Jax air news
Full Citation
Permanent Link: http://ufdc.ufl.edu/UF00028307/00002
 Material Information
Title: Jax air news
Physical Description: Newspaper
Language: English
Publisher: s.n.
Place of Publication: United States Naval Air Station Jacksonville Fla
Creation Date: January 13, 2005
Frequency: weekly
Subjects / Keywords: Air bases -- Newspapers -- Florida   ( lcsh )
Newspapers -- Jacksonville (Fla.)   ( lcsh )
Newspapers -- Duval County (Fla.)   ( lcsh )
Genre: newspaper   ( marcgt )
newspaper   ( sobekcm )
Spatial Coverage: United States -- Florida -- Duval -- Jacksonville -- Jacksonville Naval Air Station
Coordinates: 30.235833 x -81.680556 ( Place of Publication )
Additional Physical Form: Also available on microfilm from the University of Florida.
General Note: Publisher: Holt Pub. Co., <1971-1979>; ADD Inc., <1993>.
General Note: Description based on: Vol. 10, no. 24 (Sept. 18, 1952).
Funding: Funded in part by the University of Florida, the Library Services and Technology Assistance granting program of Florida, the State Library and Archives of Florida, and other institutions and individuals.
 Record Information
Source Institution: University of Florida
Holding Location: University of Florida
Rights Management: All rights reserved by the source institution and holding location.
Resource Identifier: aleph - 000579555
oclc - 33313438
notis - ADA7401
lccn - sn 95047201
System ID: UF00028307:00002

Full Text

Who's Hungry?
Galley Serves Nutritious Mealk
Pages 6-7


TOUCHING CNO sets course

B A S E From Chief of Naval Operations said. "We must use the lessons of

Chief's exam
is Jan. 20
Anyone eligible to take
the chief petty officer's
exam is
reminded the
test will be
held Jan. 20 at
6:30 a.m. at '
Hangar 1000,
second deck.
Anyone who hasn't signed
their worksheet must
report to the Educational
Service Office at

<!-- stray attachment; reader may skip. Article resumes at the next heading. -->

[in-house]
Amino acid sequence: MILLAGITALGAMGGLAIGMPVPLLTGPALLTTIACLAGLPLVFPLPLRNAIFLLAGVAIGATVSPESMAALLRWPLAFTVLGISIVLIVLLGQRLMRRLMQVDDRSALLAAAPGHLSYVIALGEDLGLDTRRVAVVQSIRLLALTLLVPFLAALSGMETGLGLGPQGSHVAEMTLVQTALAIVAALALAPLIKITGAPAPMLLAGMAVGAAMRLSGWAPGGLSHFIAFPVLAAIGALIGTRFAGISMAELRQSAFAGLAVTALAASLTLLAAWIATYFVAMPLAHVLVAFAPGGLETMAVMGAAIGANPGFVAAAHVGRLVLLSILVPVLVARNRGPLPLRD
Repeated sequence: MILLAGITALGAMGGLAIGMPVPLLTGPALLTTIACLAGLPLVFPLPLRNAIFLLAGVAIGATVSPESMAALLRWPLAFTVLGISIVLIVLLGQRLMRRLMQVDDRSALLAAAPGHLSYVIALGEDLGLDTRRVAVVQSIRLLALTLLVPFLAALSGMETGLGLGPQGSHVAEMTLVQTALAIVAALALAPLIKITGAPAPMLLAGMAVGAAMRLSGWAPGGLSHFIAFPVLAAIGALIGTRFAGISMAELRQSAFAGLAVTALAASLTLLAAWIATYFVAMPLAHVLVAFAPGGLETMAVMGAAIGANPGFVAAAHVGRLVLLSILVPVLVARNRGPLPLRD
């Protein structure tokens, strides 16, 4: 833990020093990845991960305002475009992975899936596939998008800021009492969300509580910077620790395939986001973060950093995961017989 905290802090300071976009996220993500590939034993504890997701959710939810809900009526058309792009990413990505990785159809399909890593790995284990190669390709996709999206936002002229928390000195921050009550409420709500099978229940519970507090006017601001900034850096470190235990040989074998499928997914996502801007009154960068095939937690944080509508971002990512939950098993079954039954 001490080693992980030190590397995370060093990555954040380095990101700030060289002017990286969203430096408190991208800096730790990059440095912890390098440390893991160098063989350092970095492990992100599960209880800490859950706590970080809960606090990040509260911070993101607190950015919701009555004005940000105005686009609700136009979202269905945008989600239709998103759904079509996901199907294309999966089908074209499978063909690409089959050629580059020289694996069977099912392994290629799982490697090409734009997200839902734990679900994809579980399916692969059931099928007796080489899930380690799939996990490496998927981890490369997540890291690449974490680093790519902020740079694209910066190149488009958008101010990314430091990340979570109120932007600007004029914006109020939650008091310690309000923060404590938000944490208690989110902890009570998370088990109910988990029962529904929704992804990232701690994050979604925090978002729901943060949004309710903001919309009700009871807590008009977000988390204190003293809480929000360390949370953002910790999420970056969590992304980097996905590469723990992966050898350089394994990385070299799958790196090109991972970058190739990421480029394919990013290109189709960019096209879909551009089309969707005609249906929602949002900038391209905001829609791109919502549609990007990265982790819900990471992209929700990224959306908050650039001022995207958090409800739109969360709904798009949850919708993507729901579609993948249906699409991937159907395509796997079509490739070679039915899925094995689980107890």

Personnel Support Activity
now or you will not be able
to take the exam. For
more information, call 542-

Tsunami relief
Anyone interested in
donating to tsunami relief
funds can contact the NAS
Jax Chapel. The chapel is
collecting monetary dona-
tions only. Checks must be
made to the Religious
Offering Fund. Donations
will be forwarded to the
American Red Cross or
other charities approved
by Commander of Naval
Installations. Everyone is
cautioned to be aware of
fraudulent organizations
accepting donations. For
more information, contact
the chapel at 542-3440.

Annual vow
renewal event
The seventh annual St.
Valentine Marriage Vow
Renewal, sponsored by
the NAS Jacksonville
Religious Ministries
Program, is planned for
Feb. 12 at 6 p.m. at the All
Saints Chapel. A fellow-
ship dinner and dance will
follow immediately after
the ceremony at the NAS
Jax Officer's Club.
All hands are invited to
attend. The cost is $3 per
person E4 and below, $5
per person E5 and E6, $8
per person E7-E9, $10 per
person 01-03, $12 per
person 04-05 and $15 for
06, retirees and civilians.
The dress is semi-formal.
Free babysitting will be
offered by the NAS Jax
Chapel Youth Group in
Building 749. Donations
will be accepted. Call the
chapel at 542-3440 for
more information.

Public Affairs
making the fight to the enemy
in the global war on terror-
ism while bridging to the
future is the focus of Chief of
Naval Operations (CNO) Adm.
Vern Clark for the new year in
"CNO Guidance for 2005," released
Jan. 3.
The CNO wrote that bringing
the fight to the nation's enemies is
the Navy's mission, while trans-
forming to meet the dangerous
decades ahead is the Navy's imper-

"We are engaged in war, and tal-
ented American warriors are
bringing combat power to bear on
the enemies of our country," Clark

today'sfights both those against
the terrorists far from our shores
and for talent and change within
our Navy to forge tomorrow's
As the CNO told Navy and
Marine Corps News in a recent
interview, the Navy had a banner
year in 2004. One of the most
notable accomplishments was exe-
Scution of the Navy's Fleet Response
Plan. The Fleet maintained "6+2"
readiness to consistently deliver

See CNO, Page 11

Coping with sudden changes
Page 9


Adm. Vern Clark
Chief of Naval Operations

Gate construction

nears cot

By J01 Mike England
Assistant Editor

contractors are putting the finishing touches
on the commercial gate as NAS Jackson-
ville's $8 million gate construction project
nears its completion.
S Commuters and visitors to NAS Jax have had to